Mars Methane Detection and Variability at Gale Crater Measured by the TLS instrument in SAM on the Curiosity Rover

Thursday, 17 December 2015
Poster Hall (Moscone South)
Christopher R Webster1, Paul R Mahaffy2, Sushil K Atreya3, Gregory Flesch1 and SAM Science Team of Curiosity Rover, (1)NASA Jet Propulsion Laboratory, Pasadena, CA, United States, (2)NASA Goddard Space Flight Center, Greenbelt, MD, United States, (3)University of Michigan Ann Arbor, Ann Arbor, MI, United States
Over the last several years, Earth-based telescopic and Mars orbit remote sensing instruments have reported significant abundances of methane on Mars ranging to tens of parts-per-billion by volume (ppbv). These observations have reported “plumes” or localized patches of methane with variations on timescales much faster than model predictions, leading to speculation of sources from sub-surface methanogen bacteria, geological water-rock reactions, degassing of infalling comets, or UV degradation of micro-meteorites or interplanetary dust. Using the Tunable Laser Spectrometer (TLS) in the Sample Analysis at Mars (SAM) instrument suite on Curiosity, we report in situ detection of methane at background levels of ~0.7 ppbv and also in an episodic release at ten times this value. We will discuss the mechanisms that are believed contributing to these two regimes, report new measurements made since the publication in Science1, and discuss the evidence and implications for seasonal vs. episodic release.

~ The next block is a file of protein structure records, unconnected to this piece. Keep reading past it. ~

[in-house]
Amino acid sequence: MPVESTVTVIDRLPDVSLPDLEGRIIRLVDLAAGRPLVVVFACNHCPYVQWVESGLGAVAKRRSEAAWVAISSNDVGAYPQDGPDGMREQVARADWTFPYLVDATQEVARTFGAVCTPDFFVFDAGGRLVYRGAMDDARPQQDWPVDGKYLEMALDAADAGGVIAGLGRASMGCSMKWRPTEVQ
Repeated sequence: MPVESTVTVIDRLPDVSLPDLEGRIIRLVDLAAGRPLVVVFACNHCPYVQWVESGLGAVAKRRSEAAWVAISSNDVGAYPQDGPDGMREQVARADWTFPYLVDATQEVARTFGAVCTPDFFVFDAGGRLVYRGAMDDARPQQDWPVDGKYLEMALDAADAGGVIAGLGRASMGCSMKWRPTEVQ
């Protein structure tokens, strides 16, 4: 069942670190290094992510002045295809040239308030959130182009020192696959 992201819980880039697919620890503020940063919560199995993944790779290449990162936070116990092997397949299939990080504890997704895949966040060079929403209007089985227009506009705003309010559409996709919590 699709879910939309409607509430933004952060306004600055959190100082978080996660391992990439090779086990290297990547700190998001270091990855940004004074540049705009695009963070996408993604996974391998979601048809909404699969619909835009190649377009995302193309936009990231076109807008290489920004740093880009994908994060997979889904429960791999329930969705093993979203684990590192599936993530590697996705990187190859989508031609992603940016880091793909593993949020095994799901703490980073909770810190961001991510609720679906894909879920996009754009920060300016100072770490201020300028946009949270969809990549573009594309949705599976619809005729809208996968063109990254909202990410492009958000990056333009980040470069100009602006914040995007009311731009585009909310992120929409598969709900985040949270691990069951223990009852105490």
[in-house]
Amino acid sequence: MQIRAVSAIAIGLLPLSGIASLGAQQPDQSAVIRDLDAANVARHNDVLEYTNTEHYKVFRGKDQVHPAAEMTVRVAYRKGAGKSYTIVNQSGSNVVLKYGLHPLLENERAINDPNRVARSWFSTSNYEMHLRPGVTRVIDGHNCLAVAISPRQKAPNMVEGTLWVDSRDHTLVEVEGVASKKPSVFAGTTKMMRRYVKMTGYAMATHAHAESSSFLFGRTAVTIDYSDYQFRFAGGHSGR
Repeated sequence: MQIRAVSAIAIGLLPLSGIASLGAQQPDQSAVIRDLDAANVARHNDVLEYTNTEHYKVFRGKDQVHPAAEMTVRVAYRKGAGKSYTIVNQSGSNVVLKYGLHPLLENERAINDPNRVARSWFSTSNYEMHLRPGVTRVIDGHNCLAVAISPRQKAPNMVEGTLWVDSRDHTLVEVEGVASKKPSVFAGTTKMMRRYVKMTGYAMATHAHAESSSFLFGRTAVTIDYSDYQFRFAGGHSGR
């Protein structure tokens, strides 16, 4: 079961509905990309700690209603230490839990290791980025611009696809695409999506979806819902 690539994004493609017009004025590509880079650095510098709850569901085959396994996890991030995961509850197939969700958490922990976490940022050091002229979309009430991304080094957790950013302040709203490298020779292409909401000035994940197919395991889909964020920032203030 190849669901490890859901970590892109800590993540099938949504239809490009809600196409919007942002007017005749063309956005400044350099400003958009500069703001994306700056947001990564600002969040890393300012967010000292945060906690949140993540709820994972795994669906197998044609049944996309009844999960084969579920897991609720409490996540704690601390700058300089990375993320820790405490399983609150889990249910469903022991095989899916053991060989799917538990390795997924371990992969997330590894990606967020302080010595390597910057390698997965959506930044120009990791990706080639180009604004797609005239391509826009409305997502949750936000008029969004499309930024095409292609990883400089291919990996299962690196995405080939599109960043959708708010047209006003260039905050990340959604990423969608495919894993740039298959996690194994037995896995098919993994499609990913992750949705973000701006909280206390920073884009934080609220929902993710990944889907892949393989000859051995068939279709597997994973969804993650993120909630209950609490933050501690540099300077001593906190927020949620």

Reference 1. “Mars Methane Detection and Variability at Gale Crater”, C. R. Webster et al., Science, 347, 415-417 (2015).

The research described here was carried out in part at the Jet Propulsion Laboratory, California Institute of Technology, under a contract with the National Aeronautics and Space Administration (NASA).